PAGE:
Evidence Derived From Violation of Attorney-Client Privilege Not Subject to Kastigar Taint Hearing or to Suppression Under Fruit-of-the-Poisonous Tree Doctrine
January 18, 2011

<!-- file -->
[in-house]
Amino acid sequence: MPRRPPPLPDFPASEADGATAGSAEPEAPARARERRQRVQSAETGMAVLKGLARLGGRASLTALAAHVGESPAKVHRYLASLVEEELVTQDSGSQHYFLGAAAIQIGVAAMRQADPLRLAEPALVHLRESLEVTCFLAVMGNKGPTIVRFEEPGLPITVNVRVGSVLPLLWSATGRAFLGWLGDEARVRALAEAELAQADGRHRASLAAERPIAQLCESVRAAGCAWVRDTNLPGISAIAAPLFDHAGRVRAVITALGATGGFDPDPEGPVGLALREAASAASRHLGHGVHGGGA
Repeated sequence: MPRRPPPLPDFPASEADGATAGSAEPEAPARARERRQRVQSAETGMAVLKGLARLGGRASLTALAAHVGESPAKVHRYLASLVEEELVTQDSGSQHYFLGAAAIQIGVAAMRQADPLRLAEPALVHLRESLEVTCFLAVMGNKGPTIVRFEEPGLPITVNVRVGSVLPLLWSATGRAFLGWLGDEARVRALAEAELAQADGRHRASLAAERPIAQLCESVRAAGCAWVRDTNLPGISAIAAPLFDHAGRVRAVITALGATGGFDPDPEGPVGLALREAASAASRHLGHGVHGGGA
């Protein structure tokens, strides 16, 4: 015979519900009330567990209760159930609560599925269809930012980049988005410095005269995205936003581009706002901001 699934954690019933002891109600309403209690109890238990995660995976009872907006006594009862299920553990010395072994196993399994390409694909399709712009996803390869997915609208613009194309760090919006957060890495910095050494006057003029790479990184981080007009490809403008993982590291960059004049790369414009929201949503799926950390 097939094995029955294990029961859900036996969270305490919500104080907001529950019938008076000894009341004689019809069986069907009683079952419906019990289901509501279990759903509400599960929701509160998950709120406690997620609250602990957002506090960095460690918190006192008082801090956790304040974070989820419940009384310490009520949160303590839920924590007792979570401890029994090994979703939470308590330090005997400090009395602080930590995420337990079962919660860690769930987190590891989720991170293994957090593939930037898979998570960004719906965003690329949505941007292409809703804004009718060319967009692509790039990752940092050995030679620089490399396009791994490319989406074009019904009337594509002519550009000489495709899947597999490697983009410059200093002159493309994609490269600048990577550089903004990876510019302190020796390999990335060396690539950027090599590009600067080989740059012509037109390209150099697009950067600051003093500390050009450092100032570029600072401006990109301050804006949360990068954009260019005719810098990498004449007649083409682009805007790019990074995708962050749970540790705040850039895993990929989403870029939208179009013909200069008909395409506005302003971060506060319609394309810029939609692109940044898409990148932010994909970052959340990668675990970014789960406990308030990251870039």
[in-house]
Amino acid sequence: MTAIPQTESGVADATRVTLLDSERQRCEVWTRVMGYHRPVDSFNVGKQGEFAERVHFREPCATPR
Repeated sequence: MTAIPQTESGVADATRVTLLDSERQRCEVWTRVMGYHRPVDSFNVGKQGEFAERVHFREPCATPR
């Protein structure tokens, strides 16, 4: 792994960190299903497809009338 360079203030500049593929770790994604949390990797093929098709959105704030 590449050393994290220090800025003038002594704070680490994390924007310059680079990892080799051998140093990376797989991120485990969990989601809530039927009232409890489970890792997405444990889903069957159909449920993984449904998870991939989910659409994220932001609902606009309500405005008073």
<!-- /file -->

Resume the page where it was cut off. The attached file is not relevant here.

A recent Sixth Circuit case exposed Enzyte, a widely promoted male performance-enhancing product, as a fraud. The lead defendant and promoter maintained government agents improperly acquired thousands of attorney-client communications when they imaged more than 90 computers during a search of his company’s offices and argued the government should be obliged to prove its case was untainted by evidence derived from the privileged communications. Having previously suggested a taint hearing was required when the government derived evidence from attorney-client communications, the Sixth Circuit -- finding itself alone among the courts of appeal in doing so -- reconsidered and reversed itself, holding only evidence developed from the exploitation of constitutional privileges is subject to a full-blown Kastigar hearing and risks suppression under the fruit-of-the-poisonous tree analysis.